Search Images Maps Play YouTube News Gmail Drive More »
Sign in
Screen reader users: click this link for accessible mode. Accessible mode has the same essential features but works better with your reader.

Patents

  1. Advanced Patent Search
Publication numberUS4205593 A
Publication typeGrant
Application numberUS 05/898,072
Publication dateJun 3, 1980
Filing dateApr 20, 1978
Priority dateApr 21, 1977
Also published asUS4200068
Publication number05898072, 898072, US 4205593 A, US 4205593A, US-A-4205593, US4205593 A, US4205593A
InventorsNaoji Sakakibara
Original AssigneeAisin Seiki Kabushiki Kaisha
Export CitationBiBTeX, EndNote, RefMan
External Links: USPTO, USPTO Assignment, Espacenet
Pneumatic pressure control device
US 4205593 A
Abstract
In a pressure control device for applying modulated pressure to a servo chamber of a vacuum servomotor in response to an output signal from an electric control circuit, the control device includes a modulator valve for modulating pressure in the servo chamber, a solenoid winding to be energized by the output signal from the electric control circuit, a pole of magnetic material disposed within the winding, a spring loaded armature of magnetic material positioned to face the pole and operatively connected to the modulator valve, and a shock absorber mounted on the pole to receive the armature thereon upon energization of the winding.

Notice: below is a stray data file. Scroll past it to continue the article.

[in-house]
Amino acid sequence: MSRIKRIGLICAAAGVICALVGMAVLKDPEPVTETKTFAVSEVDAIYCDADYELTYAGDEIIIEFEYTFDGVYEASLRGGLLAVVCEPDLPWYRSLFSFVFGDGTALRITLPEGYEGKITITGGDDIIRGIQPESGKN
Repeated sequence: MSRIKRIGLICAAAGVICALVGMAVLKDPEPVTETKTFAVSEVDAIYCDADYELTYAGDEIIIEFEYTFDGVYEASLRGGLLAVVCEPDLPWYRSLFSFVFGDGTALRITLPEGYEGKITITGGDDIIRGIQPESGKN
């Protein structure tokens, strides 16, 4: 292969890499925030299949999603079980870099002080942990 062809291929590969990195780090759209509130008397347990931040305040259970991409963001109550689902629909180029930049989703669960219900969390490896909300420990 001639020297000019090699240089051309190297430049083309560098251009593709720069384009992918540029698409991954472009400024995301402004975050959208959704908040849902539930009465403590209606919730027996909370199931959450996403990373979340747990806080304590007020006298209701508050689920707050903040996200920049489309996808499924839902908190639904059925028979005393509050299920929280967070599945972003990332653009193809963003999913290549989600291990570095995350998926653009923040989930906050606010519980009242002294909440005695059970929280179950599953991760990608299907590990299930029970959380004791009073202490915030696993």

Images(3)
Previous page
Next page
Claims(7)
What is claimed is:
1. In a pressure control device for applying a modulated pressure to the servo chamber of a pneumatically operated device in response to an output signal from an electric control circuit, said control device including valve means for modulating pressure in the servo chamber of said pneumatically operated device, a solenoid winding to be energized by the output signal from said electric control circuit, a pole of magnetic material disposed within said winding, and an armature of magnetic material positioned to face said pole and operatively connected to said valve means, said armature being attracted on said pole by energization of said winding to activate said valve means,